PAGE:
« AnteriorContinuar »
them upon the peace we are likely to enjoy; by which they will be at leisure to reap the harvest of their blood and toil, take their rest at home, and be relieved from the burden and danger of a cruel war. And as our gratitude will be ever due to them, for delivering us from our distant enemy the French, so shall we have reason to bless whoever are the authors of peace to these distressed nations, by which we may be freed from those nearer and much more formidable enemies, discontent and poverty at home.
“ The Vindication of the Duke of Marlborough” is entirely of the Author of the Atalantis *.
Journal to Stella, Oct. 22, and Nov. 3, 1711.
* Mrs. Manley, daughter of sir Roger Manley, a zealous royalist, was carly in life cheated into marriage with a near relation, of the same name, who had at the same time a former wife living. Deserted by her husband, she was patronized by the duchess of Cleveland, a mistress of Charles II; but the duchess, being of a fickle temper, grew tired of Mrs. Manley in six months, and discharged her on pretence that she intrigued with her son. Retiring into solitude, she wrote her first tragedy, “ The Royal Mischief.” This play being acted in 1696 with great success, she received such unbounded incense from admirers, that her apartment was crowded with men of wit and gayety, which in the end proved fatal to her virtue. In the same year, she also published “ The Lost Lover, or Jealous Husband," a comedy. In her retired hours she wrote the “ Atalantis;" for which, she having made free in it with several distinguished characters, her printer was appre. hended, by a warrant from the secretary's office. Mrs. Manley, unwilling an innocent person should suffer, presented herself before the court of king's bench as the author. Lord Sunderland, then secretary of state, being curi. ous to know from whom she got information of several particulars which were supposed above her own intelligence; she replied, with great humility, " that she had no design in writing, farther than her own amusement and “ diversion in the country, without intending particular reflections and cha. “ racters; and did assure them that nobody was concerned with her." When this was not believed, and the contrary urged against her by several circumstances; she said, “ then it must be by inspiration ; because, knowing her “ own innocence, she could account for it no other way." Whether those in power were ashamed to bring a woman to trial for a few amorous trifles, or whether (her characters being under feigned names) the laws did not actually reach her; she was discharged after several publick examinations. On the change of the ministry, she lived in reputation and gayety, and amused herself in writing poems and letters, and conversing with the wits. A second edition of a volume of her letters was published in 1713. “Lucius,". a well received tragedy, was written by her, and acted in 1717. It was de. dicated to sir Richard Steele, who was then on such friendly terms with her, that he wrote the prologue to this play, as Mr, Prior did the epilogue. She died, July 11, 1724.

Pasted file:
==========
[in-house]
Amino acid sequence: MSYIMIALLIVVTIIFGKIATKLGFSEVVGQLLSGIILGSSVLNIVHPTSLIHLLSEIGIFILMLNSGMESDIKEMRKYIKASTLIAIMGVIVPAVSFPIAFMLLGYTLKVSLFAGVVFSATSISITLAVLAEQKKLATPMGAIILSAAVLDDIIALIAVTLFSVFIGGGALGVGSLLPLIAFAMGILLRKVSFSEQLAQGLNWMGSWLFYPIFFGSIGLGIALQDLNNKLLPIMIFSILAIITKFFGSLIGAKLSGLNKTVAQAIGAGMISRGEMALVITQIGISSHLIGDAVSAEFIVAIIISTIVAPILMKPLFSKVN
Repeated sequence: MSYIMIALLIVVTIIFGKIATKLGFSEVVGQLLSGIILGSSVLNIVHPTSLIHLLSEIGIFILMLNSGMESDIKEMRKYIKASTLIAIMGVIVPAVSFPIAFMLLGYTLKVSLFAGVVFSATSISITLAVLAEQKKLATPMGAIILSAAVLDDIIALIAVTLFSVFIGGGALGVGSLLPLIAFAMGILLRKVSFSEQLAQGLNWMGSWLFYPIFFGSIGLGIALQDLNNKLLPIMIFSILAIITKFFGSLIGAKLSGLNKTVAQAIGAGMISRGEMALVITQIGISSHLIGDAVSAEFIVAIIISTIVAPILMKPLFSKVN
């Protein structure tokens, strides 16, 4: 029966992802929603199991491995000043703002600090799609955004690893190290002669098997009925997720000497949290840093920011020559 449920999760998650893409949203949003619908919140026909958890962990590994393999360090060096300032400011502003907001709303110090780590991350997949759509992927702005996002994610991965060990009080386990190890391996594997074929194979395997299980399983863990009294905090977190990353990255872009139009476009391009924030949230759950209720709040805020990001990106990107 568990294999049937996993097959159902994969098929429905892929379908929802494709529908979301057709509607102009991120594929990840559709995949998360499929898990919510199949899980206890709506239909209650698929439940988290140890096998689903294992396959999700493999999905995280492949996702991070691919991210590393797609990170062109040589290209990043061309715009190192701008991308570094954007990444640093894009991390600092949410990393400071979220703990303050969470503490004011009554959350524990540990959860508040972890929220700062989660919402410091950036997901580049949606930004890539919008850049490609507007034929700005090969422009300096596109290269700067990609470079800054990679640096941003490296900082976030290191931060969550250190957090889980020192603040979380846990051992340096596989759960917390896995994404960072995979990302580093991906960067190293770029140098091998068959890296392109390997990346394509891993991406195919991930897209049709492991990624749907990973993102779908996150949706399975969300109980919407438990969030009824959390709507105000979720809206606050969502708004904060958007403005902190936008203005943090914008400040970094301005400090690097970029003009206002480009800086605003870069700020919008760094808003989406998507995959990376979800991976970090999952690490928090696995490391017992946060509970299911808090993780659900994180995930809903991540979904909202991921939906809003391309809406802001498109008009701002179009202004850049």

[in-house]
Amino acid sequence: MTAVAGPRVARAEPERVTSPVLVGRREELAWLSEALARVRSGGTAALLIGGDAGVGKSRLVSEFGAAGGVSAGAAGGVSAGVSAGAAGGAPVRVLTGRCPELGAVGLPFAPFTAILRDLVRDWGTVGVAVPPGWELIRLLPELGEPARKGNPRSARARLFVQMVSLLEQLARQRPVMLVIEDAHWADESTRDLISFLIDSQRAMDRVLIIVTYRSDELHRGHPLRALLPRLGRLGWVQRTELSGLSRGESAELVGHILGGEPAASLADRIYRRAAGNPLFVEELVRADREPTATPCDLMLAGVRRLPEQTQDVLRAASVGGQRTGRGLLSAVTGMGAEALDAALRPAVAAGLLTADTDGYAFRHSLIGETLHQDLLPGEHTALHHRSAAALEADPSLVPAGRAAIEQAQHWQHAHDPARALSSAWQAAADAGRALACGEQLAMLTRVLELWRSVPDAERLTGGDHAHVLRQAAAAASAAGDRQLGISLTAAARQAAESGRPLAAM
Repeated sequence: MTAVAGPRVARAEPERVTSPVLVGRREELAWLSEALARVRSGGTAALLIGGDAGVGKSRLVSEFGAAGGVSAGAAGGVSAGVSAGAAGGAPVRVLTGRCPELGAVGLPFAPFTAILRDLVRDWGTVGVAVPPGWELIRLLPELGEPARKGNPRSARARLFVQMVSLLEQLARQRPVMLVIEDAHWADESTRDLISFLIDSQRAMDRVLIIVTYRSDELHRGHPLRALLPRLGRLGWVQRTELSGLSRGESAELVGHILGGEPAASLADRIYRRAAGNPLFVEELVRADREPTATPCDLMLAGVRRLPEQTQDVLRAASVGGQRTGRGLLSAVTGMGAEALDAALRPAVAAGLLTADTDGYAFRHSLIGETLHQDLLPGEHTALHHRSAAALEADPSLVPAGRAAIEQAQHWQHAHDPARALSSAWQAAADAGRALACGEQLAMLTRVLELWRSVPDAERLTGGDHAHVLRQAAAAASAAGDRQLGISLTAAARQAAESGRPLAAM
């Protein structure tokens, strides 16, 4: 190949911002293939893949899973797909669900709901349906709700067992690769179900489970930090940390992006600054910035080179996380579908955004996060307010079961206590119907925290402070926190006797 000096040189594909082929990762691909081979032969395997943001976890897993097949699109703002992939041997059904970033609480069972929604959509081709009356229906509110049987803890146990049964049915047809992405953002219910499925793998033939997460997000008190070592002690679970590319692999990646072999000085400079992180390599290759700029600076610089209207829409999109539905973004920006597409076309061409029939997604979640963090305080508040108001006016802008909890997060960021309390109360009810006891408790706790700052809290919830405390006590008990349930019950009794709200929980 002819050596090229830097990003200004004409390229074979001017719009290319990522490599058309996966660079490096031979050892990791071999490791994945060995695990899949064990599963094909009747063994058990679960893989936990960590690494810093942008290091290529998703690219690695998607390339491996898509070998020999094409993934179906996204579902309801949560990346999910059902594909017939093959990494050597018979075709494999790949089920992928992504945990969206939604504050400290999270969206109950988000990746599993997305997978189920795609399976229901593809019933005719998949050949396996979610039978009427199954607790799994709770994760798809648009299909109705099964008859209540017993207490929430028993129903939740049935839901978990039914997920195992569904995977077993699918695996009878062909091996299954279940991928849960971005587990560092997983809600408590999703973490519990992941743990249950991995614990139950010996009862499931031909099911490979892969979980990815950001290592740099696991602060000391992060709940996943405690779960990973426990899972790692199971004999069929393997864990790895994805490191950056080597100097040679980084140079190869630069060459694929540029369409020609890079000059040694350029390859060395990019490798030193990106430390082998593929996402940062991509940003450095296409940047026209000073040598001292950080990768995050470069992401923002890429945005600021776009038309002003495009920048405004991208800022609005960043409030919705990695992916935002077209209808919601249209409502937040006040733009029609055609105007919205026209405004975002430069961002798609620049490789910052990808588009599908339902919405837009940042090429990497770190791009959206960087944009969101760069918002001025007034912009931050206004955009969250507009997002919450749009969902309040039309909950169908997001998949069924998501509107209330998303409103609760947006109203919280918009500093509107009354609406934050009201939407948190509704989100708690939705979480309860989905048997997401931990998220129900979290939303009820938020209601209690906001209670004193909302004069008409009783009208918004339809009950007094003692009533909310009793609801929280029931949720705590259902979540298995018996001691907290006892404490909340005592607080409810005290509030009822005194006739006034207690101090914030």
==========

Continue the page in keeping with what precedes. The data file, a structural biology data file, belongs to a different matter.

DUKE OF MARLBOROUGH'S
WAS always satisfied of the stupidity and disingenuity of the author who called himself “ The “ Medley;" but never till now so thoroughly convinced of his assurance. He (or one who personates him) appears, in a little book called “ Bouchain, as if he were in close conference and great intimacy with the Examiner ; where, according to the unfair manner of modern dialogue, he' reserves all the wit and reasoning for himself, and makes the poor Examiner one of the silliest, dullest rogues, that ever pretended to speak or hear of politicks : nay, he has even treated him worse than the real Medley * did ; who, though hired by the party to call him names by the week, had still so much modesty, not to take away his understanding, though he did his
* A periodical paper, five numbers of which were published un. der the title of “ The Whig Examiner,” by Mr. Addison and Mr. Arthur Maynwaring; and which was continued by the latter (under that of “ The Medley') in professed opposition to “ The Exa. “ miner." Rudely as Dr. Swift was often attacked by Mr. Maynwaring, it must be owned he was the politest of his opponents. VoL, XVIII. - F